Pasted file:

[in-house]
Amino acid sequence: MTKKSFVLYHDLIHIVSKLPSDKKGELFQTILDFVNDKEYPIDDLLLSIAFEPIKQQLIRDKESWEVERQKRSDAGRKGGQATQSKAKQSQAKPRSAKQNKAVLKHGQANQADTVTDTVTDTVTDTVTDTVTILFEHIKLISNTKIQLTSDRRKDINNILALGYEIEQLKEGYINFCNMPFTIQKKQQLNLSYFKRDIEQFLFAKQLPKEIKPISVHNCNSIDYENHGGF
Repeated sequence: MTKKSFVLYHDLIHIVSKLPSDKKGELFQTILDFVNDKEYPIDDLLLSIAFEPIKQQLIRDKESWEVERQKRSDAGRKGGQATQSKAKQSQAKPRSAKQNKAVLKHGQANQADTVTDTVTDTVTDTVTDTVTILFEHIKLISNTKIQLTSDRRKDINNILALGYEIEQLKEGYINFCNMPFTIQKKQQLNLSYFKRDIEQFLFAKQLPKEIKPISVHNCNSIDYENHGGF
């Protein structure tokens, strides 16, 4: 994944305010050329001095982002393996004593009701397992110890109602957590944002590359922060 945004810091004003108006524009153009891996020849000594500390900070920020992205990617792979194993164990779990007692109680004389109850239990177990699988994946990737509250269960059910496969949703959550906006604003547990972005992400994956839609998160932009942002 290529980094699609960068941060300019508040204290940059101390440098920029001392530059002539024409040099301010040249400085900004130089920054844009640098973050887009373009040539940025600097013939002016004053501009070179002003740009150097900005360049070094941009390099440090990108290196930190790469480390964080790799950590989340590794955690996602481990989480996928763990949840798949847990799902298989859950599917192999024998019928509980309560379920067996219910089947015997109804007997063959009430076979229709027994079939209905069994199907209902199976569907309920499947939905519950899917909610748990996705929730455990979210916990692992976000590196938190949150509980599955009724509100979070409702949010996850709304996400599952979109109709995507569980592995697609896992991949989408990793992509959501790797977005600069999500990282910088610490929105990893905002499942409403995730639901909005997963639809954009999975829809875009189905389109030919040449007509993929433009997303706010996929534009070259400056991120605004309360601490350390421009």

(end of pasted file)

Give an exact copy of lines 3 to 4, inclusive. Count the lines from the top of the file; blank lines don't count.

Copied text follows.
Repeated sequence: MTKKSFVLYHDLIHIVSKLPSDKKGELFQTILDFVNDKEYPIDDLLLSIAFEPIKQQLIRDKESWEVERQKRSDAGRKGGQATQSKAKQSQAKPRSAKQNKAVLKHGQANQADTVTDTVTDTVTDTVTDTVTILFEHIKLISNTKIQLTSDRRKDINNILALGYEIEQLKEGYINFCNMPFTIQKKQQLNLSYFKRDIEQFLFAKQLPKEIKPISVHNCNSIDYENHGGF
């Protein structure tokens, strides 16, 4: 994944305010050329001095982002393996004593009701397992110890109602957590944002590359922060 945004810091004003108006524009153009891996020849000594500390900070920020992205990617792979194993164990779990007692109680004389109850239990177990699988994946990737509250269960059910496969949703959550906006604003547990972005992400994956839609998160932009942002 290529980094699609960068941060300019508040204290940059101390440098920029001392530059002539024409040099301010040249400085900004130089920054844009640098973050887009373009040539940025600097013939002016004053501009070179002003740009150097900005360049070094941009390099440090990108290196930190790469480390964080790799950590989340590794955690996602481990989480996928763990949840798949847990799902298989859950599917192999024998019928509980309560379920067996219910089947015997109804007997063959009430076979229709027994079939209905069994199907209902199976569907309920499947939905519950899917909610748990996705929730455990979210916990692992976000590196938190949150509980599955009724509100979070409702949010996850709304996400599952979109109709995507569980592995697609896992991949989408990793992509959501790797977005600069999500990282910088610490929105990893905002499942409403995730639901909005997963639809954009999975829809875009189905389109030919040449007509993929433009997303706010996929534009070259400056991120605004309360601490350390421009």